Sunday, August 26, 2012

There'll be days like this. | July 21, 2012

I wrote this on July 21, 2012, but saved it as a draft and forgot about it.  It's kind of suitable for the end of summer wind-down currently going on, so...  enjoy!

Yes, the title to this post is a reference to the Van Morrison song.  Yep.  That just happened.

Here's why:

Today my job took me through Canby, Molalla, Silverton, Stayton, Lebanon, and Sweet Home.  I was on the road well before dawn, and with each bend in the road I observed something that made me fall in love with the world all over again.

For just a moment, I'm going to pretend that there are regular readers of this blog, and that you might be wondering why a department store sent me across the Willamette Valley.  It didn't.  I have a new job.  I drive a refrigerated truck all over Oregon and SW Washington, ensuring there is sushi on every table.  Like Johnny Appleseed.  Only with imitation crab meat ("krab").

It's an okay job.  It keeps the lights on and the cats in school clothes.  And I've been getting a lot of writing done.  Well, dictating.  Which is leading to writing.  (I'm finally writing a gawd-damned mother f'n book).

Anyway, much of the time, this job is all about crappy Japanese-style food products, road kill, and mile after mile of the New American Ghetto (the Target, Starbucks, Petco, Claim Jumper combo alternating with the Walmart, Dutch Brothers, Petsmart, Ruby Tuesday combo).  All of the consumption, the waste, the expertly crafted sheen that implies each of these communities is distinctly different from any all the others - it gets to me.  I try to live in the moment, I try to wave at the cows as I drive past ("Hello, Cows!")...  but, like them, I sense what the future holds.  Like them, I aim to keep moving forward with dignity by keeping my focus on the fact that right now the sun is shining and the grass is green...  I try, and I'm pretty good at it, but sometimes it's hard to not see stacks of packaged, processed meats in the fields instead of living, breathing creatures.

But today, July 21, 2012, was different.

I'm not big on snapping photos to remember shit, it seems to take you out of where you are and puts you in the future, as in, "Someday I'll want to look back on this moment, when I was thinking about my future self looking at this picture."  But sometimes, stopping to frame up a shot sears every detail of that moment in my brain, and the photo becomes a trigger for a Proustian Moment.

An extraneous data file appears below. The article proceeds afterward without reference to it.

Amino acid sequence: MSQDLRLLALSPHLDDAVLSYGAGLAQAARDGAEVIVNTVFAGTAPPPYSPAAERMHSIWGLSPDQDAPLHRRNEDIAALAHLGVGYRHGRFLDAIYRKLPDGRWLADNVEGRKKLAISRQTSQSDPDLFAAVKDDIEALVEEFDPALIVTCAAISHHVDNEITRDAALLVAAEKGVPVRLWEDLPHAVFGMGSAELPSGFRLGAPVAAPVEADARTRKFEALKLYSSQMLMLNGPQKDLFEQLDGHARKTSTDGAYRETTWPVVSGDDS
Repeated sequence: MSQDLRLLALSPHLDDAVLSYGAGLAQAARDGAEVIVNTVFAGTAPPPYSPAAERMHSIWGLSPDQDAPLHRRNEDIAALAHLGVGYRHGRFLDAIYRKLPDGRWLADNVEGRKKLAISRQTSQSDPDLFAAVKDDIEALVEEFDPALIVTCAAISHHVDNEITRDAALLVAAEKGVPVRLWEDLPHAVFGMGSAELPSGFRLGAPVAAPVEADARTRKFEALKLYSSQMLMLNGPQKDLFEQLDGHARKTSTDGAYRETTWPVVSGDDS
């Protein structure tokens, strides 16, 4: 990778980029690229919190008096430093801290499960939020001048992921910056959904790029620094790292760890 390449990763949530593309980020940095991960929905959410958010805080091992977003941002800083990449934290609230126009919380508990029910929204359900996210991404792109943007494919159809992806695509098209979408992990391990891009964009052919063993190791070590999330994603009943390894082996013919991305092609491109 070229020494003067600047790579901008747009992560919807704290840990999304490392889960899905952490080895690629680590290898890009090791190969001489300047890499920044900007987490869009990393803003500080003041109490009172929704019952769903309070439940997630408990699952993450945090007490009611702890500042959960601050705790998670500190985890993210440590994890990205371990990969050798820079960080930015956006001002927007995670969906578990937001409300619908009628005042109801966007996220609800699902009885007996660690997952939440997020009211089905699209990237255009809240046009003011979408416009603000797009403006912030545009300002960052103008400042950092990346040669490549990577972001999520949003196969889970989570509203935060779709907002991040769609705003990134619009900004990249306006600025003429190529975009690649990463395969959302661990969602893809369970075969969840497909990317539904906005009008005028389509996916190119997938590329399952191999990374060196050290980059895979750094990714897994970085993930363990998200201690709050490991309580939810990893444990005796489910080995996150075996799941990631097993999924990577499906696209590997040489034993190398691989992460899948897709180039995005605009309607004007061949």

So I did it.  I stopped to take a picture.  Now, when I look at it, I hear the gravel on the parking lot and feel the heft of the refrigerated truck jerking and sliding to a stop; I see the small dogs behind the fence barking at me - curious, friendly, just trying to get my attention ("Hello, Lady!"); I hear wind chimes; I see the fawn from a few miles back - not yet road-kill, eating leaves off a front yard tree while cars slow to watch; I see the the topiary shaped like a giant steer, perched in front of a Les Schwab Tire Center and looking more gorgeous than you ever thought any auto supply center landscaping could be; I see the marquee in front of The Farmstead advertising that one of my favorite musicians will be appearing there that night, and I remember how I debated driving back that eve, but since it was Tim Ellis without Jim Walker, I let go of the thinking and planning so I could sink back into the morning around me; there was the farm dog walking across a porch with a calm and commanding presence; the puppy getting trained with the assistance of a fanny pack full of treats, sitting, wagging, bright-eyed and hopeful; llamas sitting next to each other like old friends, watching the sun come up; flocks of birds flying in formation, swooping around crops that had been tilled under, looking like a Van Gogh painting; the old man leaning on the bumper of his truck, drinking coffee out of a metal thermos, reading the Owner's Guide, or maybe - as I like to think - a chapbook of poetry, a smile leaping to his face as a car driven by a young guy pulls up; fields of flowers seemingly dropped from above in a crisp color-block manner; and, of course, cows - milling around with each other as though they were at a vegetarian brunch buffet and had all the time in the world, their coats shining in the sun - auburn, black, white, brown.

There was so much more, but this is all starting to sound like one of those Morning in America campaign ads.  I already dared the fates by taking a photo, and so I'm not going to push my luck by sharing each detail of the drive.  Suffice to say:  There will indeed be days like this.







Sunday, August 19, 2012

Nora Ephron | 1941 - 2012

You would think someone writing a blog about Screwball Comedies, Rom-Coms and Comedies would have been all over the passing of Nora Ephron.  And you're right.  A good blogger would have.

But this blog has me.  Poor thing.

The thing is, I hesitated because I've always been somewhat conflicted about Nora Ephron's work.  It's not that I'm ashamed to admit I enjoy her films.  I write this blog, I have no shame.  After thinking it all over, I determined my problem with her is that when she's good, she's very good, but...  y'know.  Once I realized that, I knew I had to write this post ASAP, because when you like someone, you have to accept them good and bad.

But then I read Nora Ephron's Potato-Chip Legacy by Matt Weinstock (The Paris Review Daily, June 28, 2012), and it kind of nailed much of what I'd been thinking.  And so I hesitated again.  I took some time to kick it all around for a few weeks, hoping that I could come up with something to add to what Mr. Weinstock wrote...

To date, I got nothin'.

If/when I do, I'll be sure and write it all down here for your reading amusement.

Until then, here's to Nora Ephron!  Because, really, there's nothing wrong with silly love songs, and there's nothing wrong with silly movies about love.